Yesterday, after bidding farewell to the ponderosa pines at our campsite, we crossed the continental divide, the New Mexico-Arizona border and then entered into Navajo Nation to meet Irene Notah, a Navajo elder and educator. Before getting down to work, we met Irene’s sons and daughter, son-in-law, her five grandchildren, five dogs and four puppies. We split into two groups for our service, one group constructed a bridge from one part of Irene’s property to another while the other group cleared invasive species from a large field adjacent to the home of Mark and Antoinette (Irene’s son-in-law and daughter). Intermixed with out service, we learned about Navajo culture: Irene showed us a variety of traditional woven dresses, rugs and jewelry, Mark demonstrated pottery and how he incorporated culture symbols into his work and, most deliciously, Antoinette taught us how to make and eat fry-bread. We ate Navajo tacos with the family before ending the night with our customary game and song filled campfire.
The following day, Irene brought us to St Michael’s Association for Special Education, a school that supports Navajo students for whom public schools cannot provide sufficient accommodations. There, we spent the day working to repair the school’s large community garden – we prepped soil for planting, cleared brush, dug trenches around fruit trees and repainted hydrants.
After this, we’re heading to Hubbell Trading Post before camping near Zuni. We’ll hopefully update you soon on the continuation of this truly wonderful trip!
Food for Thought
From Maeve: On the third day of our intersession trip, we visited Capital Area Food Bank, one of the largest food banks in the region, which works to assure that families receive the food that they need. Capital Area attracts numerous donators who give anything from canned goods to feminine hygiene products. Volunteers, like us, play an extremely important role in working to help the pressing issue of hunger and food insecurity, as without volunteers, organizations like these could not make nearly as big of a difference. We completed around three hours of service work while we were at Capital Hill, working in the back to sort the food into separate bins before we packed the food into individual boxes. The work we did here differed greatly from our service at Shepherd’s Table and Martha’s Outfitters, as we were not directly helping people by serving them a hot lunch or helping them purchase clothes. This service, while equally as important, was more of a behind the scenes view of the work that goes into feeding adults and children in need. We spent an hour unpacking a large tower of boxes which held packaged food of all kinds, and sorting each item into big crates. We then spent another hour and a half separating the separate crates into even more specific categories to make the boxing process more efficient. The service was very hands on, and with the several pairs of hands hard at work, we breezed through our tasks, stepping back to observe our success. Our lengthy service revealed to us how much time and work goes into organizing the food and opened our eyes to how important community service truly is.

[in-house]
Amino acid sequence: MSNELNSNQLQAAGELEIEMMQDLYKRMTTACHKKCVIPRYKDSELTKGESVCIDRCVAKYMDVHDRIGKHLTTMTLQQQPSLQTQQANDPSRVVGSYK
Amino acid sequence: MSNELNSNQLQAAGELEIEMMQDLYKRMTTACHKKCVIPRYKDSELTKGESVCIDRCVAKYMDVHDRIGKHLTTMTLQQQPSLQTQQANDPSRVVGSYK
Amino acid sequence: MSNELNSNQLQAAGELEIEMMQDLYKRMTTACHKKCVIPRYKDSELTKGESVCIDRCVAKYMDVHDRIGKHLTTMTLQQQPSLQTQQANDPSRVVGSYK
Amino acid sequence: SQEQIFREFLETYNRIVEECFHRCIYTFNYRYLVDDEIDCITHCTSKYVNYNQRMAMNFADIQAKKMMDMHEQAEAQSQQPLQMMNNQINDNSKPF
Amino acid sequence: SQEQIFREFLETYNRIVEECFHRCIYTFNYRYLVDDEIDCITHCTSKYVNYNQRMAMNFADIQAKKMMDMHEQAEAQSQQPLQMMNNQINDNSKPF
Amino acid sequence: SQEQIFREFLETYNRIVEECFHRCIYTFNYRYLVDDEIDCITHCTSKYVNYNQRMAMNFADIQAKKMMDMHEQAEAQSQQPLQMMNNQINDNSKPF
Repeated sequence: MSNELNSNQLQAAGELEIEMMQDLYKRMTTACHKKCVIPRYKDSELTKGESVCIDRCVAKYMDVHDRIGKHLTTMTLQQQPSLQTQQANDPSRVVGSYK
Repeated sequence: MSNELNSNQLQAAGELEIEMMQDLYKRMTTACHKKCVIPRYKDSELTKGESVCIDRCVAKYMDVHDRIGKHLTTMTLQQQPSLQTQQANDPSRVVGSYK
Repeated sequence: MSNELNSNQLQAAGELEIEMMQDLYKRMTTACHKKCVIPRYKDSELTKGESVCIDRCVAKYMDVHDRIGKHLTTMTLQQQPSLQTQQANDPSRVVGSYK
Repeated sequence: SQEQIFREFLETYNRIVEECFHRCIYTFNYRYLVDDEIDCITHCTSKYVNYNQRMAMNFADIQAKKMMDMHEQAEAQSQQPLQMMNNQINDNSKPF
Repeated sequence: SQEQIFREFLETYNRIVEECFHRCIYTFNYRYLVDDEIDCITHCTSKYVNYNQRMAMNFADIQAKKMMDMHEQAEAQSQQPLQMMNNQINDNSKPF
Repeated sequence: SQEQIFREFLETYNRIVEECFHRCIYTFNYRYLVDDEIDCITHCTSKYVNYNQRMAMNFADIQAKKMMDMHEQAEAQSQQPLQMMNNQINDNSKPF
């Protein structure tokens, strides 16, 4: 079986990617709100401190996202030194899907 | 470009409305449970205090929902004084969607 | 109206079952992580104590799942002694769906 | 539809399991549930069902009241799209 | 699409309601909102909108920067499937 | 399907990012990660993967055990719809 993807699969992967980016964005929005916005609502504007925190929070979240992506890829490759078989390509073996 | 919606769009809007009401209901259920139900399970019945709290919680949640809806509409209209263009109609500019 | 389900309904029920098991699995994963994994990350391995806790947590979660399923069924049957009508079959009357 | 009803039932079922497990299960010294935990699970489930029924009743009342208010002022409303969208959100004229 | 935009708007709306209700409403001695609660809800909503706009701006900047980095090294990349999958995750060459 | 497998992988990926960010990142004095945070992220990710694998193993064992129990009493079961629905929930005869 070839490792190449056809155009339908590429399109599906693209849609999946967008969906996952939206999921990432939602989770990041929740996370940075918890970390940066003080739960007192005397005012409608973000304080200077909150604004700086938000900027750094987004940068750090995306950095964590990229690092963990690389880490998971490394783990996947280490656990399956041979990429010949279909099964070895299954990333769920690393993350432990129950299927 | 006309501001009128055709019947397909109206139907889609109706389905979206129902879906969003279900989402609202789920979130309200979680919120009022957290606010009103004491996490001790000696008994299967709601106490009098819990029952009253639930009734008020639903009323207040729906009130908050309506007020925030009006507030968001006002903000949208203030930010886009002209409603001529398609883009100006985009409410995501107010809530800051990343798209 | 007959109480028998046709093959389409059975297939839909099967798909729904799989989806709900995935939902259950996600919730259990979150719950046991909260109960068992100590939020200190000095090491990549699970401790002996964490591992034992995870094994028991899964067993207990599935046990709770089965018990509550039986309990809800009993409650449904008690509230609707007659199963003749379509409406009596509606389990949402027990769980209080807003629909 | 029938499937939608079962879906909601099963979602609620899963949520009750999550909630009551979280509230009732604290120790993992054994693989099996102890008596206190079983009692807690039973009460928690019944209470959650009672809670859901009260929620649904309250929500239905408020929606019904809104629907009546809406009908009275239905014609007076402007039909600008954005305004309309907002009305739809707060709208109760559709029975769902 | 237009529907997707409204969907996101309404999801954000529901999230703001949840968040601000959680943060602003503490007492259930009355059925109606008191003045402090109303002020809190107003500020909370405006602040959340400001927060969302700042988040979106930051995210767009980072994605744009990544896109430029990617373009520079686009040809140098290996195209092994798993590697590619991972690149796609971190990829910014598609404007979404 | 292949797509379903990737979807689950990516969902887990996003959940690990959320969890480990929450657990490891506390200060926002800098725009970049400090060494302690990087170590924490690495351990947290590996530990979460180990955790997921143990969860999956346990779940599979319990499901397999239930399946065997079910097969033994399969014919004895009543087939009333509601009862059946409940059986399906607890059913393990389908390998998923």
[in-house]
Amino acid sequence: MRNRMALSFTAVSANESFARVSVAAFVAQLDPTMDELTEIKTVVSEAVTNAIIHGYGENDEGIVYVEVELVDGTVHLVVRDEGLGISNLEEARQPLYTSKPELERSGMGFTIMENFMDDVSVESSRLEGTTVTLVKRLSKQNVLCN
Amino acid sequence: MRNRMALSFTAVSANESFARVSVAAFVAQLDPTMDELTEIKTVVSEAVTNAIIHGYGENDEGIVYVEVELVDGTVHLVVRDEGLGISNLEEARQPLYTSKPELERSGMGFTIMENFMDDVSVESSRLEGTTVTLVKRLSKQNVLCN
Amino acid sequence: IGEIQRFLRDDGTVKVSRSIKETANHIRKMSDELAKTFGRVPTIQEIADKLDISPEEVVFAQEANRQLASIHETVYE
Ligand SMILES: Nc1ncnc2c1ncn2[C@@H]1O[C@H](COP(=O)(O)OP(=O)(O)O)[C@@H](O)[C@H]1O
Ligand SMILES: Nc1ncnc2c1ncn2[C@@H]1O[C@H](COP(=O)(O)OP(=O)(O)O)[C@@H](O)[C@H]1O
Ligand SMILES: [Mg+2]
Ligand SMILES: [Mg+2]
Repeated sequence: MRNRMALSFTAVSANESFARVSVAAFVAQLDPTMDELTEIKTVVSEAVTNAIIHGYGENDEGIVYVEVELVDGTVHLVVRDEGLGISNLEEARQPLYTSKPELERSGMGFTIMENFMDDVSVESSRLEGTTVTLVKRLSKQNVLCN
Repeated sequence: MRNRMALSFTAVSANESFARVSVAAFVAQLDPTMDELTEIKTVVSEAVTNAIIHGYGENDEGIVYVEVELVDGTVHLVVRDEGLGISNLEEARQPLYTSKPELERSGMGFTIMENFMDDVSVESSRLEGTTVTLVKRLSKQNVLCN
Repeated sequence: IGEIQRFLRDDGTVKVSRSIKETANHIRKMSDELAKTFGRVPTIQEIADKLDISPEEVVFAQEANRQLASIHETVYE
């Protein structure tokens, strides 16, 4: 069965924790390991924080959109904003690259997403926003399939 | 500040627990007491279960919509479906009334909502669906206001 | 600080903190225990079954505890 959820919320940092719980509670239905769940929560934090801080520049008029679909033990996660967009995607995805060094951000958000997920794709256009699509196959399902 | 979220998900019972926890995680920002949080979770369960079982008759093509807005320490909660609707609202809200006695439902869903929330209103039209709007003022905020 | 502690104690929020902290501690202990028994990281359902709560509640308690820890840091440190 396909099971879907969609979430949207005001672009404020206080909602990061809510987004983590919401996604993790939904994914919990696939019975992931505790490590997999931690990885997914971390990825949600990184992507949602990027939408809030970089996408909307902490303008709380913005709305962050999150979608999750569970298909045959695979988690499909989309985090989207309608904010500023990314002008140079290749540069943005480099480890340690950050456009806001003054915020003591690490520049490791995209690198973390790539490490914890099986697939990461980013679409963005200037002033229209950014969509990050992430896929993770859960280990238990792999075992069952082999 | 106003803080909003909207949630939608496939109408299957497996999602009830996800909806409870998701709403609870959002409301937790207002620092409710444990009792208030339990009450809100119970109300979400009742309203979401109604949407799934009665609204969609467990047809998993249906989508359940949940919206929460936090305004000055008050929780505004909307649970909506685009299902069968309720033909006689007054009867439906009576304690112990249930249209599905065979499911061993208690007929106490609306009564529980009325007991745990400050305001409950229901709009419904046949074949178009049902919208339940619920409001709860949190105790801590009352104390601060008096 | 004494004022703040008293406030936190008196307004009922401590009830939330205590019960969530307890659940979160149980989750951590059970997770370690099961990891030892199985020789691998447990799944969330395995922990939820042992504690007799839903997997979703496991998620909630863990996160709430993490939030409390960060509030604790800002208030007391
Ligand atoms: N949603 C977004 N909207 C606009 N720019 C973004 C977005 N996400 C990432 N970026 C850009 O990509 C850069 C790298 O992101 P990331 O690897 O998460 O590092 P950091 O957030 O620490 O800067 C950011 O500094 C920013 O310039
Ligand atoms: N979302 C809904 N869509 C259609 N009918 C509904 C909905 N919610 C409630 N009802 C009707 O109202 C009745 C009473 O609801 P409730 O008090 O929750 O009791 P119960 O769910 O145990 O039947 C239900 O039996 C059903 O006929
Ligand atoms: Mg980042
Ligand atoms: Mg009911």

From Haoran: Food for Thought is not complete without delicious food and thoughtful reflection. For lunch, our group had a stuffed meal at El Andariego, Olney. Before getting there, we all have grumbling stomachs after 3-hour-nonstop labor at the Food Bank (without breakfast!!). Most of us ordered BIG ENTREES before our fast food tomorrow at Chipotle. Breezy (me), for example, ordered Cola De Logosta Con Camarones (a tremendous grilled lobster tail with Beef Fajita), and others also enjoyed their steaks/chickens except Eric who ordered a Rare NY Strip (he wanted to show off obviously). According to a scientific study, desserts can make people even happier after a satisfied entree. We ordered Fried Ice Creams and other sweet stuff to fulfill our desires. After getting back to campus, a Quaker circle is formed to reflect on today’s work. To me, reflection/feedback is very important, because it is a crucial element in business where you have to know what your clients feel and rethink what you did that day for improvement. We talked about the efficient management system of the food bank; some of us did not enjoy working behind-the-scene without meeting people. Overall, it was a great day to serve the people!
9th Grade Florida
1:30 pm – More photos from Florida just in! See the Vidigami album for more.
Johanna Modak wrote in this morning in to say “I don’t have a good group shot of my own group yet, but am forwarding this on from Josh and Takisha who don’t have great service. I’ll try to get you one this morning!” Stay tuned! Karen Cumberbatch also uploaded more photos to Vidigami from the Sea Turtle Center, the beach, and more – several posted below, as well.
The group seems to be doing some great work and enjoying their time together! Andrew Sun writes, “Hannah, Harry, Anna, Shaxon and I had the duty of clearing the wild grass from the garden, so the domestic plants can gain more nutrition. It was not a hard job, especially after Ben joined our group. We chatted about bad movies and Chinese politics, so time went by pretty fast.” Raquel Euceda Warner writes that in her group: “We shoveled the mulch into wheelbarrows, took it to a muddy path, and spread it to make the path walkable again. We went for a walk around the natural reserve and saw a blue heron. We went for lunch at the Olive Garden.”